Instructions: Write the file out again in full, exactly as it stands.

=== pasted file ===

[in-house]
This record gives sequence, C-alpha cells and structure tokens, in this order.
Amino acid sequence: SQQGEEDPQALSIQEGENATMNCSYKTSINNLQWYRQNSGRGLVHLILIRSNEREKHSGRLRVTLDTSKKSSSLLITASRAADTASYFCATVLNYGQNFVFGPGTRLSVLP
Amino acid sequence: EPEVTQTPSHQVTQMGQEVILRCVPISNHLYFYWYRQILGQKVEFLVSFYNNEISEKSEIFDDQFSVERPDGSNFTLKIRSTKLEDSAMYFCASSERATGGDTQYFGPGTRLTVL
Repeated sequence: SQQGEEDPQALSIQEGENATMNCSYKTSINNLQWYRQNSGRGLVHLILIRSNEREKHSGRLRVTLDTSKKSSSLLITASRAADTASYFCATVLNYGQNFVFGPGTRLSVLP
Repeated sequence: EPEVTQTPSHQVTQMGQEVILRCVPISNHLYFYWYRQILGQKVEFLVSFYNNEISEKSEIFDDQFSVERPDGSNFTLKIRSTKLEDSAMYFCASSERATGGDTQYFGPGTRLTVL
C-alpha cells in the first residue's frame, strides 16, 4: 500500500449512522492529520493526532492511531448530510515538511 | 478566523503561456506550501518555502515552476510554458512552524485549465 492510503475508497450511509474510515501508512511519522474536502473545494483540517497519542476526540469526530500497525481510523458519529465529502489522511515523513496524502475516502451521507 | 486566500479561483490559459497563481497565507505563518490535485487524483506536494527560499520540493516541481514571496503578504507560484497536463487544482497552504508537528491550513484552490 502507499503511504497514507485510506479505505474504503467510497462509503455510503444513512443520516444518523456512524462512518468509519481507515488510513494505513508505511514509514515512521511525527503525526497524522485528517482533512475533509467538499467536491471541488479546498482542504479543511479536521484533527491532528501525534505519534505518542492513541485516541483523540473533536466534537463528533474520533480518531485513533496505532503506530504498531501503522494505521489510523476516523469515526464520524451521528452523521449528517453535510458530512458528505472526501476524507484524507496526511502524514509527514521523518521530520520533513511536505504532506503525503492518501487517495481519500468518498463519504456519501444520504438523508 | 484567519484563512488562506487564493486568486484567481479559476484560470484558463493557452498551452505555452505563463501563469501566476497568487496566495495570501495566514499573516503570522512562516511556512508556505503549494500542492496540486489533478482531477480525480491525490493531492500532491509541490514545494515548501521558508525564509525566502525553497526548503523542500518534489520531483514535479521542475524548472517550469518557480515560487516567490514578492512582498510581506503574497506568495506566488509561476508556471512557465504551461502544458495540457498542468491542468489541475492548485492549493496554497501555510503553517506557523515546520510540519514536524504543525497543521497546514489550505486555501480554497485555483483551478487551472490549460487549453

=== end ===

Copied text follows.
[in-house]
This record gives sequence, C-alpha cells and structure tokens, in this order.
Amino acid sequence: SQQGEEDPQALSIQEGENATMNCSYKTSINNLQWYRQNSGRGLVHLILIRSNEREKHSGRLRVTLDTSKKSSSLLITASRAADTASYFCATVLNYGQNFVFGPGTRLSVLP
Amino acid sequence: EPEVTQTPSHQVTQMGQEVILRCVPISNHLYFYWYRQILGQKVEFLVSFYNNEISEKSEIFDDQFSVERPDGSNFTLKIRSTKLEDSAMYFCASSERATGGDTQYFGPGTRLTVL
Repeated sequence: SQQGEEDPQALSIQEGENATMNCSYKTSINNLQWYRQNSGRGLVHLILIRSNEREKHSGRLRVTLDTSKKSSSLLITASRAADTASYFCATVLNYGQNFVFGPGTRLSVLP
Repeated sequence: EPEVTQTPSHQVTQMGQEVILRCVPISNHLYFYWYRQILGQKVEFLVSFYNNEISEKSEIFDDQFSVERPDGSNFTLKIRSTKLEDSAMYFCASSERATGGDTQYFGPGTRLTVL
C-alpha cells in the first residue's frame, strides 16, 4: 500500500449512522492529520493526532492511531448530510515538511 | 478566523503561456506550501518555502515552476510554458512552524485549465 492510503475508497450511509474510515501508512511519522474536502473545494483540517497519542476526540469526530500497525481510523458519529465529502489522511515523513496524502475516502451521507 | 486566500479561483490559459497563481497565507505563518490535485487524483506536494527560499520540493516541481514571496503578504507560484497536463487544482497552504508537528491550513484552490 502507499503511504497514507485510506479505505474504503467510497462509503455510503444513512443520516444518523456512524462512518468509519481507515488510513494505513508505511514509514515512521511525527503525526497524522485528517482533512475533509467538499467536491471541488479546498482542504479543511479536521484533527491532528501525534505519534505518542492513541485516541483523540473533536466534537463528533474520533480518531485513533496505532503506530504498531501503522494505521489510523476516523469515526464520524451521528452523521449528517453535510458530512458528505472526501476524507484524507496526511502524514509527514521523518521530520520533513511536505504532506503525503492518501487517495481519500468518498463519504456519501444520504438523508 | 484567519484563512488562506487564493486568486484567481479559476484560470484558463493557452498551452505555452505563463501563469501566476497568487496566495495570501495566514499573516503570522512562516511556512508556505503549494500542492496540486489533478482531477480525480491525490493531492500532491509541490514545494515548501521558508525564509525566502525553497526548503523542500518534489520531483514535479521542475524548472517550469518557480515560487516567490514578492512582498510581506503574497506568495506566488509561476508556471512557465504551461502544458495540457498542468491542468489541475492548485492549493496554497501555510503553517506557523515546520510540519514536524504543525497543521497546514489550505486555501480554497485555483483551478487551472490549460487549453